Pope Francis first spoke about synodality soon after his election as the bishop of Rome in 2013. He mentioned the important work contained in the Ravenna Document of the joint Orthodox Catholic Theological Commission that explored the conciliar or synodal nature of the church and the exercise of authority. Francis observed and as Cardinal Koch just reminded us that the Catholic Church has much to receive and to learn from the Orthodox Church concerning the practice of synodality. This perspective was repeated several months later in his apostolic exhortation on The Joy of the Gospel. Already in 1995, John Paul II in his encyclical letter, Ut Unum Sint, On the Catholic Commitment to Ecumenism committed himself and his successors to “the request made of him“ by ecumenical partners to find a way of exercising the Roman primacy, which while in no way renouncing what is essential to its mission, could better serve the bonds of communion between the churches.
And in the years since 1995 many Christian communion‘s have responded with constructive observations and suggestions concerning this renewal of the exercise of primacy in response to his invitation for dialogue and study on this matter. And I’m very aware that our colleagues in the Dicastery for Unity has been studying these suggestions. And the work of many official bilateral dialogue’s, the work of scholars and church leaders who have been studying the question of the exercise of authority in the church, and pointing to the need for primacy to be balanced by collegiality.
The cooperation of all the bishops in church governance and synodality with the development of structures, for gathering all the baptized faithful and encouraging their full participation at every level of church life. The desire of all the worlds’ bishops to take on the theme of synodality, as the priority, for the presents and synodal process is the fruit of decades of reflection, in a long process of maturation that has been nourished by the dialogues that go on on a regular basis between ecumenical partners.
An important feature of the synodal assembly as we’ve heard is the presence of fraternal delegates from other Christian world communions. This is not a new practice, but it is to me one the perhaps we take too much for granted. The contributions of the fraternal delegates to reflections this past month have been very important.
Very helpful in the Canadian context when we were going through the synodal process and the consultation at the local level across Canada, important exchanges took place between representatives of other Christian churches who shared their own experiences with us concerning their practices of synodal church governance. This is an important example of what we call receptive ecumenism, learning from one another’s best practices — each church, recognizing the need for renewal and growth, so that we might all better live the Gospel.
Finally synodality has also become a preferred image or paradigm for our common journey toward becoming a church that is fully reconciled. The faith that we share in Jesus Christ, the source of salvation, for all humankind is much greater than the questions that continue to divide us. Humanity has need of our united witness, a credible witness to the possibility of healing and reconciliation. So by walking together, sharing, God’s abundant love for all humanity and all creation, we are growing closer and learning to live again as one. The witness of the leaders of the Christian world communions to gather together in prayer with us at the opening of the Synod was a powerful sign of our commitment to walk together, and to receive the gift of unity, so deeply desired by Christ. He’s prayed for all his followers to be made one so that we might be a prophetic sign in a divided world.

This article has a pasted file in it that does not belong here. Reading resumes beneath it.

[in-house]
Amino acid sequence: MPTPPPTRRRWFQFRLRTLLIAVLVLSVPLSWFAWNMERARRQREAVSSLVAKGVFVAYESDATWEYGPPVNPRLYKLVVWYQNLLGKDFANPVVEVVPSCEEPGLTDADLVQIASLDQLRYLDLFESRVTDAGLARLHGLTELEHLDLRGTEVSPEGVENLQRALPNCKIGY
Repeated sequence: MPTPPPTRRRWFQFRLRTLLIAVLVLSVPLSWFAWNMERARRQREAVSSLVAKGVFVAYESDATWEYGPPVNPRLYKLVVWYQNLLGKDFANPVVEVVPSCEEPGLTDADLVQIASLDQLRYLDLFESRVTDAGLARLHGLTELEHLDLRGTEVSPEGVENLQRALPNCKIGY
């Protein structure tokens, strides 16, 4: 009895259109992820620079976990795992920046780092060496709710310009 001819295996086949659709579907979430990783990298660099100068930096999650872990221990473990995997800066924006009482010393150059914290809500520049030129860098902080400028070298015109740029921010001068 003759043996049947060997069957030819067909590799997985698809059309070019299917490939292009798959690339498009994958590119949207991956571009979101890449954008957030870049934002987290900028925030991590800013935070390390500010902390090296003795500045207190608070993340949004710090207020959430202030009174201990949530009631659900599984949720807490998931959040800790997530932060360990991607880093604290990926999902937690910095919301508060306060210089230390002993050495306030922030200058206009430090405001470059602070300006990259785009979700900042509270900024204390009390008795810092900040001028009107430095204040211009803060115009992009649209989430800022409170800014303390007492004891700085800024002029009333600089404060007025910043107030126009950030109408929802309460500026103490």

Q & A
A journalist asked Professor Clifford,
Pope Francis said that he wishes to see the church as the faithful people of God reminding us of Vatican Council too. I would like to know if this theology of the people of God refers to that ecumenical dimension which is deepened in the faculties of theology.
Your first question has to do with the importance of Pope Francis invitation for us to take more seriously the understanding of the church as the People of God. For, I think the last 30 years, there have been important conversations between theologians at the international level on the common understanding of the church. And it’s quite remarkable to see the parallels between the teaching of the Second Vatican Council that understands the church as a mystery of communion and as a People of God. This is echoed in the work of the International Faith and Order Commission in its document “The Church: Towards a Common Vision.” So I would say, it’s a very biblical ecclesiology. It’s one we certainly share with other Christian churches. So, these approaches help us to grow in a common understanding of the church.